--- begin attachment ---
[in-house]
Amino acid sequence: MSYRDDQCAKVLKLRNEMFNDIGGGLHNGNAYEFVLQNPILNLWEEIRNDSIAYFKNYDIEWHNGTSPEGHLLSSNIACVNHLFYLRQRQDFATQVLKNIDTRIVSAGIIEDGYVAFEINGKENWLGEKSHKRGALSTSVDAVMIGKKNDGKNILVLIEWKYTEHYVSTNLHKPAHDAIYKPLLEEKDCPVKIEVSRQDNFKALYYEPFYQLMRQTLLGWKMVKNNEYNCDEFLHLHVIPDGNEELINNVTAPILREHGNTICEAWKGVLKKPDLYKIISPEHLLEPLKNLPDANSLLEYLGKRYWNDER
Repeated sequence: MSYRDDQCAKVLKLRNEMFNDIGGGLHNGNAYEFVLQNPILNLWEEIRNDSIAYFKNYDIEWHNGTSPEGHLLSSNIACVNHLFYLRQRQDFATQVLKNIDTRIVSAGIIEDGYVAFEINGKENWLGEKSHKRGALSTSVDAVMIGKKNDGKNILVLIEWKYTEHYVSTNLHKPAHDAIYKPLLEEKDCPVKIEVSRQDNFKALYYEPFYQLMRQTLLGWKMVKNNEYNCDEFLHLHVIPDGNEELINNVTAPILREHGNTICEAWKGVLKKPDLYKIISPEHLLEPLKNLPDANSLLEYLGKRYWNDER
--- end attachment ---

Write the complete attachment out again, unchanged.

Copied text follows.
[in-house]
Amino acid sequence: MSYRDDQCAKVLKLRNEMFNDIGGGLHNGNAYEFVLQNPILNLWEEIRNDSIAYFKNYDIEWHNGTSPEGHLLSSNIACVNHLFYLRQRQDFATQVLKNIDTRIVSAGIIEDGYVAFEINGKENWLGEKSHKRGALSTSVDAVMIGKKNDGKNILVLIEWKYTEHYVSTNLHKPAHDAIYKPLLEEKDCPVKIEVSRQDNFKALYYEPFYQLMRQTLLGWKMVKNNEYNCDEFLHLHVIPDGNEELINNVTAPILREHGNTICEAWKGVLKKPDLYKIISPEHLLEPLKNLPDANSLLEYLGKRYWNDER
Repeated sequence: MSYRDDQCAKVLKLRNEMFNDIGGGLHNGNAYEFVLQNPILNLWEEIRNDSIAYFKNYDIEWHNGTSPEGHLLSSNIACVNHLFYLRQRQDFATQVLKNIDTRIVSAGIIEDGYVAFEINGKENWLGEKSHKRGALSTSVDAVMIGKKNDGKNILVLIEWKYTEHYVSTNLHKPAHDAIYKPLLEEKDCPVKIEVSRQDNFKALYYEPFYQLMRQTLLGWKMVKNNEYNCDEFLHLHVIPDGNEELINNVTAPILREHGNTICEAWKGVLKKPDLYKIISPEHLLEPLKNLPDANSLLEYLGKRYWNDER